Tag Archives: British Association for Nutrition and Lifestyle Medicine

BANT recommends ‘extraordinary measure’ of Vitamin C and Vitamin D supplementation

BANT recommends ‘extraordinary measure’ of Vitamin C and Vitamin D supplementation for all adults as part of a wider prevention strategy for COVID-19.

With the apparent second wave of COVID-19 worsening, BANT recommends all adults supplement 1000mg of Vitamin C and a minimum of 600-800 IU/d vitamin D3 daily, increasing to a higher therapeutic dose of 5000 IU/d should symptoms develop (1). An adequate intake of Vitamins C and D is vital for immune resilience. Food sources of both are imperative for maintenance but unlikely to provide adequate quantities in case of infection. Supplementation of both nutrients at the given levels is safe, effective, and an inexpensive way to encourage individuals to take preventative measures to support their immune system. Vitamin D insufficiency is especially common in northern hemisphere countries where limited exposure to sunlight reduces our ability to naturally synthesise it through skin. For this reason, Public Health England recommend 10 micrograms of Vitamin D daily throughout the winter months.

Vitamin D is a potent immune modifying micronutrient and deficiency has been shown to correspond to a greater risk of respiratory tract infections, and acute respiratory distress in SARS-CoV-2 infections (1). A recent large meta-analysis (looking at 10,933 people in 25 trials), showed that vitamin D supplementation reduced the risk of cold and flu patients developing acute respiratory infections (ARIs) from 60% to 32% (2). Similarly, hospital data on early intervention with Vitamin D supplementation in SARS-CoV-2 infections reduced severity of the infection and lowered ICU admissions (3). The most abundant food sources of Vitamin D are oily fish, mushrooms and egg yolks. Three foods which are often absent in the nation’s regular dietary intake, and which alone cannot provide adequate levels, reinforcing the possible need for supplementation. In some individuals, testing and supplementation via their general practitioner may be best advised.

Evidence on Vitamin C is equally compelling. A potent antioxidant, Vitamin C plays an immuno-protective role to protect against oxidative damage to the cells, helping moderate inflammatory cytokines and reduce both the severity and longevity of infection (4). Whilst Vitamin C is readily available in foods such as citrus fruits and leafy greens, low storage capacity means a regular intake of it is necessary for adequate plasma levels.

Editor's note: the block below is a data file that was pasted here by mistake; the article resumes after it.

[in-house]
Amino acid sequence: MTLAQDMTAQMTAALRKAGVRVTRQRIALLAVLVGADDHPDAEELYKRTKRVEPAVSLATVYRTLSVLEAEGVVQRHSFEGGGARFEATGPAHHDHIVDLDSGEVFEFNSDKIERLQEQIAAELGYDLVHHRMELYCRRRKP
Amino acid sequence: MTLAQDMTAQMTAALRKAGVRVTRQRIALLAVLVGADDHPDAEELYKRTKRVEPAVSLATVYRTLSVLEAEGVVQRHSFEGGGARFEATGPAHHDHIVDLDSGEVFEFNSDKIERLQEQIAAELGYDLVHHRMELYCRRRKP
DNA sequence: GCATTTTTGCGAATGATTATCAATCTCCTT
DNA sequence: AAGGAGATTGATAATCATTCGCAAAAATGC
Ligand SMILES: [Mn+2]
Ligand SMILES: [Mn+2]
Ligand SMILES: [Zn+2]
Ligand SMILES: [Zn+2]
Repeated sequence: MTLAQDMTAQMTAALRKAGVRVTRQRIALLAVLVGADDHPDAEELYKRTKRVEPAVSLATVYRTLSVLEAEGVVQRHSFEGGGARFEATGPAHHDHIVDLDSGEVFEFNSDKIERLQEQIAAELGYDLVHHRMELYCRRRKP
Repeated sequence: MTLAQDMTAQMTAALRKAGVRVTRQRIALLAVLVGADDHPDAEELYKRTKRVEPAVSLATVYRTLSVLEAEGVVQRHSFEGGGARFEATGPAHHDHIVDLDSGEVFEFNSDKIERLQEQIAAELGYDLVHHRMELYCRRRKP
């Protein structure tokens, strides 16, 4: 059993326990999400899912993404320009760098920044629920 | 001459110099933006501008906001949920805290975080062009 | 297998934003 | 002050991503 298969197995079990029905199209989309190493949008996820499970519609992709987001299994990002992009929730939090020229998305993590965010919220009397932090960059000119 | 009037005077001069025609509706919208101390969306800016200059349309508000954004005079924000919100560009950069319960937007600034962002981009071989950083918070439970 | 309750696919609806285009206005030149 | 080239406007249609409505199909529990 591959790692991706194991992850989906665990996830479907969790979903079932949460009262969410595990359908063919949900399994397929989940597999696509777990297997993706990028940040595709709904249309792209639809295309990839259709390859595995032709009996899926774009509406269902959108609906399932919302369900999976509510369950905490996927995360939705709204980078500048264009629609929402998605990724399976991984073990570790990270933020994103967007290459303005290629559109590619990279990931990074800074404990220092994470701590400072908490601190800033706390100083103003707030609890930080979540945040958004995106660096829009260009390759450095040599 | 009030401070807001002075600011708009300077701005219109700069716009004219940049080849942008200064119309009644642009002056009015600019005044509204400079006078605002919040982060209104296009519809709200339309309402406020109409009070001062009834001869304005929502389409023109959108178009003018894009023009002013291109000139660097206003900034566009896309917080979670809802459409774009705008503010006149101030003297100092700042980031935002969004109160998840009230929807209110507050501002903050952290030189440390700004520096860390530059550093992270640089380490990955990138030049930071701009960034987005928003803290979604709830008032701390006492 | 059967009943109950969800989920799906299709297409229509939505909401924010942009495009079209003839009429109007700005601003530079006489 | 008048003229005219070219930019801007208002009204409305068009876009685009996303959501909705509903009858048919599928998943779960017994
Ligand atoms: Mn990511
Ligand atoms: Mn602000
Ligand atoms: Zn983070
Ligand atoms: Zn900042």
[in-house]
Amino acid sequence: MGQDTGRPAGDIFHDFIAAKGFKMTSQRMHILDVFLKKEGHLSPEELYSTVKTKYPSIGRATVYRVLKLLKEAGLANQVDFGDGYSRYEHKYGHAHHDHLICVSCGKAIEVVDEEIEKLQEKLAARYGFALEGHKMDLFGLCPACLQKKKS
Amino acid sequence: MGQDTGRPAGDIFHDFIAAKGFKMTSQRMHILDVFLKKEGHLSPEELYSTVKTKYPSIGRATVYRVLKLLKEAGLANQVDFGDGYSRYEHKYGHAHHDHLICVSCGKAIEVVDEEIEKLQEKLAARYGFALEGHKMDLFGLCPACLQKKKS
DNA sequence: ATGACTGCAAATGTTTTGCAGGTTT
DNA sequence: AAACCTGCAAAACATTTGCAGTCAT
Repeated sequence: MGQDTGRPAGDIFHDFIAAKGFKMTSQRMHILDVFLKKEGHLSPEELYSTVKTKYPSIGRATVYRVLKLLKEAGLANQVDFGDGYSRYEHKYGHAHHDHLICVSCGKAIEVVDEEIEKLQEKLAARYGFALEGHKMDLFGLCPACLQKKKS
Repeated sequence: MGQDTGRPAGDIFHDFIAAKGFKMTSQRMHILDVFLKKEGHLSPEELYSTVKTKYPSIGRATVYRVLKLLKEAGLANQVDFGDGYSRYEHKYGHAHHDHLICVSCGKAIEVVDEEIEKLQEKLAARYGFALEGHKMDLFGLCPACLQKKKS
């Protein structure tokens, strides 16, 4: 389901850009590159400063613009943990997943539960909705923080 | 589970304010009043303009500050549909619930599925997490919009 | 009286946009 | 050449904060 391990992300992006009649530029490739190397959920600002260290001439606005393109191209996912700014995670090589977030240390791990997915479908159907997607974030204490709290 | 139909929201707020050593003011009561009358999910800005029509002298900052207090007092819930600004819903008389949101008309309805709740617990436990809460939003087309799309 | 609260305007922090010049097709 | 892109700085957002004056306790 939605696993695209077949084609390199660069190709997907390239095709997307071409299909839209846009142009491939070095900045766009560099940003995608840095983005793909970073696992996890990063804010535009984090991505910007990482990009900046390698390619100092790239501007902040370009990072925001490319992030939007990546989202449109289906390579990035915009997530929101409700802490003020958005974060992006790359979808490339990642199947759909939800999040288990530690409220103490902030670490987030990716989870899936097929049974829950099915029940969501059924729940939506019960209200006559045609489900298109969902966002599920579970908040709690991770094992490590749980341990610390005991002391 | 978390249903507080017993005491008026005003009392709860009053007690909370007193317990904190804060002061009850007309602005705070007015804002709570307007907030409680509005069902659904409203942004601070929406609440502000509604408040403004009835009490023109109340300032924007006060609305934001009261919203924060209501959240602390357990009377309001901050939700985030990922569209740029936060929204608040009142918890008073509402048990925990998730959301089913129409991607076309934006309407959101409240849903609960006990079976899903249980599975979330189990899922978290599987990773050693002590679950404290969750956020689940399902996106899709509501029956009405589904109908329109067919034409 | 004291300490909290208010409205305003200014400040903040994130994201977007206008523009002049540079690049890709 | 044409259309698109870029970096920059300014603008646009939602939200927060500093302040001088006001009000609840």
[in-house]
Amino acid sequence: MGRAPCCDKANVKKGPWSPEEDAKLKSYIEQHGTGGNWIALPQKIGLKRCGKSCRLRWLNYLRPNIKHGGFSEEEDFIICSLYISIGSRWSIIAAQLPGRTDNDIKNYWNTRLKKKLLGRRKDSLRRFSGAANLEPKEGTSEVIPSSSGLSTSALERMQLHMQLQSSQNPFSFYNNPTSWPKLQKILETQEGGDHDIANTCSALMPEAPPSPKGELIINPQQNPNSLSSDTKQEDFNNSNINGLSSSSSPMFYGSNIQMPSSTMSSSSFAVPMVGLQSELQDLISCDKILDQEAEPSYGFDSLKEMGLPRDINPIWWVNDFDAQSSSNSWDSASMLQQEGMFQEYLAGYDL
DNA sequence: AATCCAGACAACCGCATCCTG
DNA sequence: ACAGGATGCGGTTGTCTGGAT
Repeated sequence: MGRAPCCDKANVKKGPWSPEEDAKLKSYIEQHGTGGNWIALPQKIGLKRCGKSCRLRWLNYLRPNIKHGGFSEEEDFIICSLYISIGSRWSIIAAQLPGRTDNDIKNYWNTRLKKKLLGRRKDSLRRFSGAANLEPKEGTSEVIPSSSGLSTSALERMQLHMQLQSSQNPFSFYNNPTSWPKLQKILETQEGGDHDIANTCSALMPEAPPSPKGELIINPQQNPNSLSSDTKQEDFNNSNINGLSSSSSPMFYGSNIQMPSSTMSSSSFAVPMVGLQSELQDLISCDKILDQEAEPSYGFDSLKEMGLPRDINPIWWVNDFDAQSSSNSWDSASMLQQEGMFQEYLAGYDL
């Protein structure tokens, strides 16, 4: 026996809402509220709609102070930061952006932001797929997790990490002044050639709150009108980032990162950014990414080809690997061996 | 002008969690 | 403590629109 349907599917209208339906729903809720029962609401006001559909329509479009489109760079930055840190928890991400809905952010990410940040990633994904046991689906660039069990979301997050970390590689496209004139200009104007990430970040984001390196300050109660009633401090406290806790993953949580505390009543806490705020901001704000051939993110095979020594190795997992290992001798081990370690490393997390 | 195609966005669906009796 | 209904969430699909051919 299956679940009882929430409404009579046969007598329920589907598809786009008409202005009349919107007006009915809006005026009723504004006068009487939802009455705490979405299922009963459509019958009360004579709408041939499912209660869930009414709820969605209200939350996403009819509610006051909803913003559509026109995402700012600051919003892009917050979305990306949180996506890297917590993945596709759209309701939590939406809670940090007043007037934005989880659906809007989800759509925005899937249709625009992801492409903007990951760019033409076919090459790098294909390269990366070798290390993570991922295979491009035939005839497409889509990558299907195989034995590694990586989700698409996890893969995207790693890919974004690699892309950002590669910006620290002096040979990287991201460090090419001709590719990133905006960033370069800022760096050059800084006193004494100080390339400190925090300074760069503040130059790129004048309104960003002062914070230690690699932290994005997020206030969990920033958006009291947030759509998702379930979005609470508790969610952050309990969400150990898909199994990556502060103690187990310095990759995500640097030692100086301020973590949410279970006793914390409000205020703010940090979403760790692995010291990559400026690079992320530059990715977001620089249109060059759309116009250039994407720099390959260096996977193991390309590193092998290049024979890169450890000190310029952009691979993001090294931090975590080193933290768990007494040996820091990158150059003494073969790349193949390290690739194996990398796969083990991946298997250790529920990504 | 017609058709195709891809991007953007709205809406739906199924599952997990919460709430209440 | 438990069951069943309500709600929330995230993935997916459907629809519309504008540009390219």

BANT urges the government to make clear recommendations as part of a wider prevention strategy for COVID-19 to empower individuals to make informed decisions about their food choices and need for additional supplementation.

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https://www.politicshome.com/members/article/bant-recommends-extraordinary-vitamin-c-and-vitamin-d-supplementation-for-all-adults-as-part-of-a-wider-prevention-strategy-for-covid19

Excluding nutrition from mainstream healthcare has contributed to the catastrophic impact of SARS-CoV-2.

 

For too long nutrition has been dismissed by mainstream healthcare, despite clear evidence that diet and lifestyle choices either contribute to health or increased risk factors for chronic disease. The rising obesity epidemic is proof alone that a more decisive tactic is needed to combat the discord between public health and personalised lifestyle medicine, of which nutrition plays an integral part. As we enter the next wave of COVID-19 restrictions, is it now the time to consider the role nutrition can play in preventative healthcare?

“Long-term failure to provide adequate nutritional guidance to the public and a reliance on generic advice from Public Health England to pick up the shortfall, has undoubtedly contributed to the catastrophic impact of SARS-CoV-2”

notes BANT CEO Satu Jackson. BANT Nutrition Practitioners offer personalised nutritional guidance to individuals and rigorously recommend testing for nutrient deficiencies as part of a preventative strategy for chronic disease. The results of the government’s one-size-fits-all approach to healthcare is evident with obesity levels and metabolic dysregulation continuing to rise exponentially (1) and worsening health of the public now contributing to COVID-19 outcomes.

The emergence of data pointing to nutritional deficiencies in SARS-CoV-2 patients (2) highlights the need for a more unified approach. BANT recommends Vitamin C and D supplementation be considered as part of a preventative strategy for COVID-19 (2) where food sources are unable to adequately support the individual. BANT calls on the government to consider the nutritional status of the public as part of the current pandemic, and to engage with BANT to work towards building a more inclusive and effective healthcare model.

 

  • https://www.gov.uk/government/statistics/statistics-on-obesity-physical-activity-and-diet-england-2020-ns
  • Serum levels of vitamin C and vitamin D in a cohort of critically ill COVID-19 patients of a north American community hospital intensive care unit in may 2020. A pilot study https://pubmed.ncbi.nlm.nih.gov/32964205/